Monday, July 29, 2019

Avoiding Vanity and Vainglory

Turn away mine eyes that I may not see vanity, quicken Thou me in Thy way.
Psalm 118:37

We have all suffered from vanity, vainglory or pride. Saint Theophan defines vanity as “everything that is contrived and done not out of necessity or for benefit, but for delight of one’s senses and desires.” Our world is filled with such temptations. We are bombarded with advertisements that play on our inclination toward vanity. In the Psalm verse Prophet David is saying that we must turn our eyes away. But unless we are in a desert this is impossible and still live in the world. Our challenge is a big one. We must develop a strong will to turn our attention away from these temptations. Not to let ourselves become attached to them by reminding ourselves that this desire for such worldly ways can lead to the death of our soul. That it is imperative to keep our eyes on the way of God’s commandments. This is where there we will find eternal life.

Apostle Paul writes,
Seek those things that are above, where Christ sitteth on the right hand of God. Set your affection on things above, where Christ sitteth on the right hand of God. Set your affection on things above, not on things on the earth. For ye are dead, and your life is hid with Christ in God (Col 3:1-3)
We must pay attention to the purpose of everything we do. It not good enough to to think what is good, but also what is our purpose for what we intend. We should avoid all actions that can be considered vain. This means avoiding doing any thing that is for our self glory.

Saint Theophan singles out vainglory.
In this vanity, the first place is taken by human glory, for which many and great things have been done by men, called great in this world and much glorified by the public — people who have sought glory not from God, but from men; and, being vain, they received their vain reward.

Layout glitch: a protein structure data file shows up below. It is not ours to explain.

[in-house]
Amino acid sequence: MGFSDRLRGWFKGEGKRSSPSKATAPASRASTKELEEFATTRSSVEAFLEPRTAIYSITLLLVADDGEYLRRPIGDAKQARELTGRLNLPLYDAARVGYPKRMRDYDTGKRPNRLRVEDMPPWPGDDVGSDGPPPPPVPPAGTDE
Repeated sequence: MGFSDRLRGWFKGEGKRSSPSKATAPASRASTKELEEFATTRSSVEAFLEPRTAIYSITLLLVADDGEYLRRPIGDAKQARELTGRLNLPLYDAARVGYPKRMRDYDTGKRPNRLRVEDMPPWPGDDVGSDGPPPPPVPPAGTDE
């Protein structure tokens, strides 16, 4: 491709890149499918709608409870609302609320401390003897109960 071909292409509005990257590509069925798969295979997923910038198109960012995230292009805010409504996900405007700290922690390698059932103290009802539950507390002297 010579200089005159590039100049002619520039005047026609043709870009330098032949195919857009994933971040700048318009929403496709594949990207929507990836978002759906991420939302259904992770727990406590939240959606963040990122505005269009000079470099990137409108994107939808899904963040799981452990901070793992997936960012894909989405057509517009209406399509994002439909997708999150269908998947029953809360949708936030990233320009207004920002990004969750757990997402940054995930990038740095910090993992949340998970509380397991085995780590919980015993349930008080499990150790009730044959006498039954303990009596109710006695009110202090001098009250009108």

Desiring to turn away the eyes of his disciples from vanity, the Lord urges them not to do any good in order to be seen by men, lest they have no reward from their heavenly Father. Later, when He began to give them commandments on good deeds in detail — about charity, prayer, fasting — He everywhere suggested that none of it be done for the praise of men, saying that those who act with such an aim have already received their reward (Matt 6:1-23) — not the eternal one, set aside by the heavenly Father for the saints, but the temporal one, which is sought by those who in their doings have on their mind the vain praise of men. And to do anything for this praise means to have ones eyes turned to vanity. Not human praise is to be blamed, for people cannot help but praise good deeds — but to be carried away by it and to do something for its sake is to be blamed.
Even when praise is bestowed upon a righteous person (without his seeking) by men, even then he should not dwell in it or delight in it, but ascribe it to God s glory, for which alone is everything good done by truly good people — for they are good through Him, and not on their own.

It may seem harsh, but to live a God pleasing life we need to challenge ourselves on all self centered activity. This is not an easy task as we tend to defend our ego strenuously. This is probably the main I’ll of our time. It began in earnest with the me generation. Now in everything we do we are tempted by business who seek to profit from our vanity.

Reference: Psalm 118: A Commentary by Saint Theophan the Recluse, p 103-105.

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